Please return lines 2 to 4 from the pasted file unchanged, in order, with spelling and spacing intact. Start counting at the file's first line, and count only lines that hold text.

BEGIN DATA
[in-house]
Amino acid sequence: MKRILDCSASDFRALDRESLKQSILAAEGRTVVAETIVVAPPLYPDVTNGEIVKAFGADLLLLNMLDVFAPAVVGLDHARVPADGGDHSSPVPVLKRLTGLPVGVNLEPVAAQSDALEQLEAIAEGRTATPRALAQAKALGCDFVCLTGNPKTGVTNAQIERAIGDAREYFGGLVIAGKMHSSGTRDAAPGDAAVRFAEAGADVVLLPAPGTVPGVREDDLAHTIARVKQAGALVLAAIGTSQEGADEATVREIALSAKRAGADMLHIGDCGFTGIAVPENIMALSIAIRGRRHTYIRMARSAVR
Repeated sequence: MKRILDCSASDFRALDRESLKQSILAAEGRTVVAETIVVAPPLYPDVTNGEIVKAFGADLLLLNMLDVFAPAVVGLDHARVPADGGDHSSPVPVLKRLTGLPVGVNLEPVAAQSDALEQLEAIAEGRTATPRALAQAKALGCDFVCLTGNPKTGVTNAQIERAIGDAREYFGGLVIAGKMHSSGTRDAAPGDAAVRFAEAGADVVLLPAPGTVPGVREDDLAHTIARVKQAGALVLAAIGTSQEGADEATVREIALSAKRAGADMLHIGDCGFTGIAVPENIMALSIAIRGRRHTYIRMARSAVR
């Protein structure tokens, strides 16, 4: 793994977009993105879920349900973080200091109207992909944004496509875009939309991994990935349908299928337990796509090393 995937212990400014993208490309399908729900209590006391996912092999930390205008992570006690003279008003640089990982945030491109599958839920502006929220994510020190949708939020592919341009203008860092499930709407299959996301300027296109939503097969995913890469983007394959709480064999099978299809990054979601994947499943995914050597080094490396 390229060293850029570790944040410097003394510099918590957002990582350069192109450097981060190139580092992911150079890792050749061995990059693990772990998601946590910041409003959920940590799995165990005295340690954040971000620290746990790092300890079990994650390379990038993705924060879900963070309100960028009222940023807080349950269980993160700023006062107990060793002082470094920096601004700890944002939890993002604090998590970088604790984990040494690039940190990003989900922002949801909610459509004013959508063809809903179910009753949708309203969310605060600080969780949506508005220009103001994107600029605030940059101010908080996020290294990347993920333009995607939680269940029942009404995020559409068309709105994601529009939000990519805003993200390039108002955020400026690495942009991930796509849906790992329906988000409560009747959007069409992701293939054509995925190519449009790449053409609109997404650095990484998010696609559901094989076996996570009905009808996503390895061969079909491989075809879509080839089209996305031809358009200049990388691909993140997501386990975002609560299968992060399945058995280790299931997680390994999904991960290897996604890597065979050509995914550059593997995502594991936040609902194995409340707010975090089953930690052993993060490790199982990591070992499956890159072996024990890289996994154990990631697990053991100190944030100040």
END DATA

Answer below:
Amino acid sequence: MKRILDCSASDFRALDRESLKQSILAAEGRTVVAETIVVAPPLYPDVTNGEIVKAFGADLLLLNMLDVFAPAVVGLDHARVPADGGDHSSPVPVLKRLTGLPVGVNLEPVAAQSDALEQLEAIAEGRTATPRALAQAKALGCDFVCLTGNPKTGVTNAQIERAIGDAREYFGGLVIAGKMHSSGTRDAAPGDAAVRFAEAGADVVLLPAPGTVPGVREDDLAHTIARVKQAGALVLAAIGTSQEGADEATVREIALSAKRAGADMLHIGDCGFTGIAVPENIMALSIAIRGRRHTYIRMARSAVR
Repeated sequence: MKRILDCSASDFRALDRESLKQSILAAEGRTVVAETIVVAPPLYPDVTNGEIVKAFGADLLLLNMLDVFAPAVVGLDHARVPADGGDHSSPVPVLKRLTGLPVGVNLEPVAAQSDALEQLEAIAEGRTATPRALAQAKALGCDFVCLTGNPKTGVTNAQIERAIGDAREYFGGLVIAGKMHSSGTRDAAPGDAAVRFAEAGADVVLLPAPGTVPGVREDDLAHTIARVKQAGALVLAAIGTSQEGADEATVREIALSAKRAGADMLHIGDCGFTGIAVPENIMALSIAIRGRRHTYIRMARSAVR
């Protein structure tokens, strides 16, 4: 793994977009993105879920349900973080200091109207992909944004496509875009939309991994990935349908299928337990796509090393 995937212990400014993208490309399908729900209590006391996912092999930390205008992570006690003279008003640089990982945030491109599958839920502006929220994510020190949708939020592919341009203008860092499930709407299959996301300027296109939503097969995913890469983007394959709480064999099978299809990054979601994947499943995914050597080094490396 390229060293850029570790944040410097003394510099918590957002990582350069192109450097981060190139580092992911150079890792050749061995990059693990772990998601946590910041409003959920940590799995165990005295340690954040971000620290746990790092300890079990994650390379990038993705924060879900963070309100960028009222940023807080349950269980993160700023006062107990060793002082470094920096601004700890944002939890993002604090998590970088604790984990040494690039940190990003989900922002949801909610459509004013959508063809809903179910009753949708309203969310605060600080969780949506508005220009103001994107600029605030940059101010908080996020290294990347993920333009995607939680269940029942009404995020559409068309709105994601529009939000990519805003993200390039108002955020400026690495942009991930796509849906790992329906988000409560009747959007069409992701293939054509995925190519449009790449053409609109997404650095990484998010696609559901094989076996996570009905009808996503390895061969079909491989075809879509080839089209996305031809358009200049990388691909993140997501386990975002609560299968992060399945058995280790299931997680390994999904991960290897996604890597065979050509995914550059593997995502594991936040609902194995409340707010975090089953930690052993993060490790199982990591070992499956890159072996024990890289996994154990990631697990053991100190944030100040």